Post-war productivity in Canadian manufacturing
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Post-war productivity in Canadian manufacturing by J.D May

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Published by Institute for Policy Analysis, University of Toronto in Toronto .
Written in English

Subjects:

  • Industrial productivity -- Canada -- Mathematical models

Book details:

Edition Notes

Statementby J.D. May and M. Denny.
SeriesReprint series - Institute for Policy Analysis, University of Toronto -- no. 120
ContributionsDenny, Michael,
Classifications
LC ClassificationsHD56 M38
The Physical Object
Paginationp. [29]-41. --
Number of Pages41
ID Numbers
Open LibraryOL19416292M

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  Productivity in Canadian Manufacturing, –48 - Volume 19 Issue 2 - A. Maddison. 1 In manufacturing, wage-earners, as defined by the census of industry, are those operatives engaged in the physical process of production. In other branches of the economy it is much more difficult to separate those employed in administration from actual : A. Maddison. Get this from a library! An analysis of Canadian manufacturing productivity; some preliminary results,. [Harry H Postner] -- From the Introduction: There are two main purposes of this Study. The first is to develop a general model and methodology capable of identifying and measuring the sources of productivity growth for. Post-War Productivity in Canadian Manufacturing (pp. ) J. D. May and M. Denny DOI: / Save Cite this Item xml. Foreign Direct Investment and 'Spillover' Efficiency Benefits in Canadian Manufacturing Industries. Reviews of Books. Part of the Studies in Productivity Analysis book series (SPAN, volume 9) Abstract. Analysis of the contribution of labor input to the growth of output or output per hour has typically been concerned with broadly defined characteristics such as education or age-sex composition. “Post-War Productivity Change in Canadian Manufacturing.

In the s, industry was breaking out all over. New Brunswick — dominated by forest industries and shipbuilding — was, on a per capita basis up until , only a little less industrialized than Ontario and Quebec. Nova Scotia’s industry was distinctively divided between the metal and coal industries of Cape Breton, and the textile mills and sugar refineries in the western part of the. The technology gap approach is adopted to show the relevant role of technological change on national manufacturing productivity growth. The productivity convergence hypothesis was partially. A couple of myths worth busting. The emphasis on productivity has been known to lead to some confusion. For example, some may view a productivity growth agenda as a . Only Finland, Switzerland, and Japan were lower. Worse still, Canada’s labour productivity level has fallen to 80 per cent of the U.S. level from a high of 91 per cent in the mids. Despite a broad and growing consensus that Canadian productivity needs to .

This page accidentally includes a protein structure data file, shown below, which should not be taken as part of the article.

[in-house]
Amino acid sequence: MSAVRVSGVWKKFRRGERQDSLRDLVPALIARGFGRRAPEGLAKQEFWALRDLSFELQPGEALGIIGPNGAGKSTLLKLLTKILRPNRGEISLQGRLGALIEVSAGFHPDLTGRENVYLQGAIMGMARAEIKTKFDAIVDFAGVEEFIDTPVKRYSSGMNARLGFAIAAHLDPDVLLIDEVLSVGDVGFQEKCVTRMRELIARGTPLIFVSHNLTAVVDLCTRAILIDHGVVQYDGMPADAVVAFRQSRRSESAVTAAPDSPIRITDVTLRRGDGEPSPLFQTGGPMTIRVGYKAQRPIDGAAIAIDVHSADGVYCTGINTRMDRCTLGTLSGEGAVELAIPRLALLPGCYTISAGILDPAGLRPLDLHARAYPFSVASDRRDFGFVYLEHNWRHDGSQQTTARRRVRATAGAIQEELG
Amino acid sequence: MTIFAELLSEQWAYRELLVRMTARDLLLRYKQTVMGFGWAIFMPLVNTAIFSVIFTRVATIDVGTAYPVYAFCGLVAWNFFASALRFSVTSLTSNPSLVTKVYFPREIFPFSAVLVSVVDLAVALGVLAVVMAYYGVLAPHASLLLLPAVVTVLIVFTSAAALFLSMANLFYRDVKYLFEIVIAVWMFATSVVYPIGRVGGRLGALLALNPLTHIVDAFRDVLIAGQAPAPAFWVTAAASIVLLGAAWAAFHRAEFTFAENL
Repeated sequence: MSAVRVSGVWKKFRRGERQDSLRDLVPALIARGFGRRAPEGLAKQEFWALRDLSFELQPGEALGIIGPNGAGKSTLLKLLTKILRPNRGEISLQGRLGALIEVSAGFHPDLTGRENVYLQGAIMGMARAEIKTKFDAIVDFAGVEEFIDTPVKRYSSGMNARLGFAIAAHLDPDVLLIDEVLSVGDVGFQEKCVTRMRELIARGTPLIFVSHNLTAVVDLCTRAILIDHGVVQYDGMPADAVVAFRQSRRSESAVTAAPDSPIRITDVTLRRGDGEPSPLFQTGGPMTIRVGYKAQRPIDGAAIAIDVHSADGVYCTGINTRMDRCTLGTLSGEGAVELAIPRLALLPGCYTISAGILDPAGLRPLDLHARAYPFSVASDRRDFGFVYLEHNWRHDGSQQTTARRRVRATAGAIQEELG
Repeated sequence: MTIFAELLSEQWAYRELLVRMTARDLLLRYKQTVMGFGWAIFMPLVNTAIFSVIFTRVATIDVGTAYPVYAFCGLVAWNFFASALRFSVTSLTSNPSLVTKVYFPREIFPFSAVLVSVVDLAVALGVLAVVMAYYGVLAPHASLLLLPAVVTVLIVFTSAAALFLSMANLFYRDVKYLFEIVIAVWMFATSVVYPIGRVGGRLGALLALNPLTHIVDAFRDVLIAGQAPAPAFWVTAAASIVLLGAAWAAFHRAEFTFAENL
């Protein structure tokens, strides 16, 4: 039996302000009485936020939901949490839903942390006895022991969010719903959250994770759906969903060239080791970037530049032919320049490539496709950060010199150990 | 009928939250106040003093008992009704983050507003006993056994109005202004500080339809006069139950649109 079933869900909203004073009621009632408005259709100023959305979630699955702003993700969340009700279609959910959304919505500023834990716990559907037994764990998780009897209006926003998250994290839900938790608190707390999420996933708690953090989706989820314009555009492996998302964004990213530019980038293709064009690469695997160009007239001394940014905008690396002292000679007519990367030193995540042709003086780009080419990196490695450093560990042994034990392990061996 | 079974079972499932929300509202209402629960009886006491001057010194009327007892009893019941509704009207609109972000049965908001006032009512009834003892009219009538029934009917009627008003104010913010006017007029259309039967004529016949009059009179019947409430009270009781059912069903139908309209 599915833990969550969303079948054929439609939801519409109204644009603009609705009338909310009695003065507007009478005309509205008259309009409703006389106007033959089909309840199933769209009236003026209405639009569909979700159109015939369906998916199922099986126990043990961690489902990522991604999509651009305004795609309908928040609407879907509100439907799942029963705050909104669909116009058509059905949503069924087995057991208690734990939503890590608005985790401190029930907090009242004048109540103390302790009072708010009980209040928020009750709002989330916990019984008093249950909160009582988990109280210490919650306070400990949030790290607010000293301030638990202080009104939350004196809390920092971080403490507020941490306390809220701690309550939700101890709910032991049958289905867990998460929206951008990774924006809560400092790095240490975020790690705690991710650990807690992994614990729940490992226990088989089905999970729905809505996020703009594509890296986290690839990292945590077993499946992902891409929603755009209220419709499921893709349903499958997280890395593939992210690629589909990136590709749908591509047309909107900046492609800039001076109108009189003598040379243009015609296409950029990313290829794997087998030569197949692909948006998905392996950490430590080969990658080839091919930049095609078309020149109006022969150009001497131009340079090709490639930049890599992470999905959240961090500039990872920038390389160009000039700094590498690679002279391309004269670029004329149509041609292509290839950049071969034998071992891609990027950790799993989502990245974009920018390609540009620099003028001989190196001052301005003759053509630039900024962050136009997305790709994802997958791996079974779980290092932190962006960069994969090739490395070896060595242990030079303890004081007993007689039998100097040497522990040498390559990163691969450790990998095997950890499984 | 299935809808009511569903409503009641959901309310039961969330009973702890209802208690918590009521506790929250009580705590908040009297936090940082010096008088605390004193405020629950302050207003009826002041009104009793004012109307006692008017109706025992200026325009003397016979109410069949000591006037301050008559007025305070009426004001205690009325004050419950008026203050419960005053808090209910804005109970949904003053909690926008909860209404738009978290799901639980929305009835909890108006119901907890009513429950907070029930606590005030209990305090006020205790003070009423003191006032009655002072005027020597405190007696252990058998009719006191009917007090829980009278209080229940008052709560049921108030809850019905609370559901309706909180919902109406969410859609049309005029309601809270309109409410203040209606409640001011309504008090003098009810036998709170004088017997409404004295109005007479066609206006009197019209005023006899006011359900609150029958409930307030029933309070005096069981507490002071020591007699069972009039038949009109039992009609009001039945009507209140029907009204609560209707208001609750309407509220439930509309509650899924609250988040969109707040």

The volume highlights the state-of-the-art knowledge (including data analysis) of productivity, inequality and efficiency analysis. It showcases a selection of the best papers from the 9 th North American Productivity Workshop. These papers are relevant to academia, but also to public and private sectors in terms of the challenges that firms, financial institutions, governments, and. This paper addresses Canada's post-war manufacturing productivity performance as compared with the United States. It follows up on earlier studies, including Maddison (), West (), Frank (), and Roa and Lempriere (). Among others, productivity represents the key to international competitiveness and rising living standards. Labour productivity of a firm or a country can be. Canadian manufacturing sector decline occurs in Ontario and Quebec, while manufacturing's contribution remains flat or slightly increases in most of the other provinces. Furthermore resource intensive provinces, such as Alberta and Saskatchewan, experience the fastest labour productivity growth in their manufacturing sector. As a result, labour productivity in Canadian manufacturing has increased by only 20 per cent over the last 15 years. Meanwhile, productivity in the US has grown by nearly 50 per cent, and it has more than doubled in locations like South Korea, Taiwan, and Eastern Europe. Since , Canada has the poorest record in manufacturing productivity.